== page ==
- New benchmarks: Append 10,000 rows, Remove all Rows, Swap two rows.
- Added two benchmarks that measure memory consumption directly after loading the page and when 1,000 rows are added to the table.
The result table for chrome 51 on my MacBook Pro 15 reveals some surprising results (click to enlarge):
(Update: cycle.js v7 was reported with an average slowdown of 2, but I forgot a logging statement. Without it it improved further to a factor of 1,8. The table has been updated.)
- Vanillajs is fastest, but not by much and that only by hard work.
- Inferno.js is an incredibly fast framework and only 1.3 times slower than vanillajs, which is simply amazing.
- plastiq comes in as the second fastest framework being just 1.5 times slower, followed by vidom.
- React.js appears to have a major performance regression for the clear rows benchmarks. (Clearing all rows for the third time is much faster. There are two benchmarks pointing to that regression which is a bit unfair for react.js)
- Cycle.js v6 was slowest by far, v7 changes that completely and leaves the group of the slow frameworks consisting of ember, mithril and ractive.
All source code can be found on my github repository. Contributions are always welcome (ember and aurelia are looking for some loving care, but I to admin that I have no feelings for them. And I’d like to see a version of cycle.js with isolates) .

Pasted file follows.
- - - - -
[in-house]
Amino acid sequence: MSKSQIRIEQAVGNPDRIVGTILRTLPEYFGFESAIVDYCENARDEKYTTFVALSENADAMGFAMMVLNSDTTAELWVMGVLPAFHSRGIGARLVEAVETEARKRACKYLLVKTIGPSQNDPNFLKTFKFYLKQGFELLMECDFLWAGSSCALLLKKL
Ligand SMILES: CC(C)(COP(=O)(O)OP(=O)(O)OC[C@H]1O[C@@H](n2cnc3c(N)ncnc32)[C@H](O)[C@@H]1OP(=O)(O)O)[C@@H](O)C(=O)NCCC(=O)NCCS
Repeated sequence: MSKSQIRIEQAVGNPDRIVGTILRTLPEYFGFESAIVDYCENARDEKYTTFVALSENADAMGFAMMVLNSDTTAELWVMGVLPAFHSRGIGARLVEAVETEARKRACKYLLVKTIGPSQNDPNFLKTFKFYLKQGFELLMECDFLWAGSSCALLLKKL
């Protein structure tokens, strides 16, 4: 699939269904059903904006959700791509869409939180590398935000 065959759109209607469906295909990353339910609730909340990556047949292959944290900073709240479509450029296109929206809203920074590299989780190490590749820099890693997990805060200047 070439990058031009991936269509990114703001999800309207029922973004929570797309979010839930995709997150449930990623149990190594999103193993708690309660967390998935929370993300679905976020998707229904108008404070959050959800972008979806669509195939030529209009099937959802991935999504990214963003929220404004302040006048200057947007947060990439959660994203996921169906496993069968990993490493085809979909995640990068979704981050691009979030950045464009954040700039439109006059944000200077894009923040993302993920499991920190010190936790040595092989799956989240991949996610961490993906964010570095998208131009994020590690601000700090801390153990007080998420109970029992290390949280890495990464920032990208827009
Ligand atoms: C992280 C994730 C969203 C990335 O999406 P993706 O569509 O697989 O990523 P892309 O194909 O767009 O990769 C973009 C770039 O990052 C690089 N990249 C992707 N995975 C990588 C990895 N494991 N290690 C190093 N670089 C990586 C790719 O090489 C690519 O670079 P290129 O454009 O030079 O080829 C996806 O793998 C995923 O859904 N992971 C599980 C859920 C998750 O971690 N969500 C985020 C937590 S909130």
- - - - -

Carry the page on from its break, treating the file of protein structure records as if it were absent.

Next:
Thanks a lot to Baptiste Augrain for contributing additional tests and frameworks!
Here’s a follow-up to my last blog post since there’s good reason for an update:
- It turned out that ember performs better with ‘key=”identifier”‘ in the #each helper.
- One of the vue.js creators contacted me and told me that they fixed vue.js in response to the my benchmark
- Two other react-like libraries were added: Preact and react-lite
Here’s the new measurement showing the duration in milliseconds:
(Click the image to see the graph in full size)
And the new conclusions:
- Ember got much faster for “partial update” (from 164 msecs to 58 msecs), but is still quite slow for create or update 1000 rows.
- Vue.js improved a lot for the “update 1000 rows (hot)” benchmark (from 435 msecs to 260 msecs)
- Preact leaves quite a good impression. It’s a lot faster than react for create 1000 rows and update 1000 rows and not much slower for the rest.
- Almost the same can be said about react-lite though the performance for “remove row” is rather weak.
All in all especially angular 2, vidom and preact impress with their performance. Still aurelia feels much faster in the browser than in the selenium tests (except for startup duration which might be my fault not using the bundler correctly). And yes, vue.js is now pretty close to the fastest frameworks.
You can view the benchmarks in the browser and find all source code on github.
What to measure
Before running a benchmark one should be clear about what to measure. In this case I wanted to know which framework is faster for a few test cases. I knew which test cases, which frameworks, which left unclear what faster actutally means. Let’s take a look at a chrome timeline: